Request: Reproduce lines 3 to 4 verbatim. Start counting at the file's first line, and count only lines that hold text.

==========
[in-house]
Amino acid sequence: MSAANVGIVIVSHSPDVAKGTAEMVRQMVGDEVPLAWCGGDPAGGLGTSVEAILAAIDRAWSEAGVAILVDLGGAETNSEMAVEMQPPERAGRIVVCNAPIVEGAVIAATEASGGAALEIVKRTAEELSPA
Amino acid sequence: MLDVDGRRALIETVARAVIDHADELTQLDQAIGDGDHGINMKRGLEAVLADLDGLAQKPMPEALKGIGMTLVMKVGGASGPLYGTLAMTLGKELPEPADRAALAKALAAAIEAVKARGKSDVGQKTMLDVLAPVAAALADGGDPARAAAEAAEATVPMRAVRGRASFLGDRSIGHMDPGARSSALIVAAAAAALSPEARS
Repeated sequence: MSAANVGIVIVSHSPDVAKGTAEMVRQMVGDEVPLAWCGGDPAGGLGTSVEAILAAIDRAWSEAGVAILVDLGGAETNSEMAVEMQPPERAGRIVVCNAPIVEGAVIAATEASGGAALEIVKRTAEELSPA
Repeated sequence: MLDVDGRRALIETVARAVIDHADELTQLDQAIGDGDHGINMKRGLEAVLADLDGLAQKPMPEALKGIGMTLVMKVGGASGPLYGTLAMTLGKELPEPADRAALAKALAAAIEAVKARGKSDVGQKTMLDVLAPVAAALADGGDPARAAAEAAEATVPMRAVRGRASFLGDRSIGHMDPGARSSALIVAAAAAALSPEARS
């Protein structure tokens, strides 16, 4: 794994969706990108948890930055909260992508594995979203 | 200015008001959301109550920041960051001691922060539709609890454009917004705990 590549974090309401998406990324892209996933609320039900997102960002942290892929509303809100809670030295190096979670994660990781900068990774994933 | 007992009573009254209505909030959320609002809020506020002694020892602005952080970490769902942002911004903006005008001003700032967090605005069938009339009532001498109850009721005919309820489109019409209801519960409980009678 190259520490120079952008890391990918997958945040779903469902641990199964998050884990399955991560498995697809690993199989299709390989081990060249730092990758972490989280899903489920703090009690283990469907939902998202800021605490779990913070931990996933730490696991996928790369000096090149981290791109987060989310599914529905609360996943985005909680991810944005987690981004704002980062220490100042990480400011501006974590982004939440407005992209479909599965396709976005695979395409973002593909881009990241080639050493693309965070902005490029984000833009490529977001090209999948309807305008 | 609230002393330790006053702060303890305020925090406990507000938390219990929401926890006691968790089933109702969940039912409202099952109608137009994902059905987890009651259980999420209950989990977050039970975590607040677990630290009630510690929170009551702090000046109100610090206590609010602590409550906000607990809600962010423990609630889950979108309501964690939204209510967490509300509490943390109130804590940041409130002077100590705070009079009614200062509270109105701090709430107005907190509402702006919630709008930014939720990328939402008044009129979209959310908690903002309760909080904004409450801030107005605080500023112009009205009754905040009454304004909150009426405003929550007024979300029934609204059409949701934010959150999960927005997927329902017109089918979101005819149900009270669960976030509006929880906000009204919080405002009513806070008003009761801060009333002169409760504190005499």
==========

Amino acid sequence: MLDVDGRRALIETVARAVIDHADELTQLDQAIGDGDHGINMKRGLEAVLADLDGLAQKPMPEALKGIGMTLVMKVGGASGPLYGTLAMTLGKELPEPADRAALAKALAAAIEAVKARGKSDVGQKTMLDVLAPVAAALADGGDPARAAAEAAEATVPMRAVRGRASFLGDRSIGHMDPGARSSALIVAAAAAALSPEARS
Repeated sequence: MSAANVGIVIVSHSPDVAKGTAEMVRQMVGDEVPLAWCGGDPAGGLGTSVEAILAAIDRAWSEAGVAILVDLGGAETNSEMAVEMQPPERAGRIVVCNAPIVEGAVIAATEASGGAALEIVKRTAEELSPA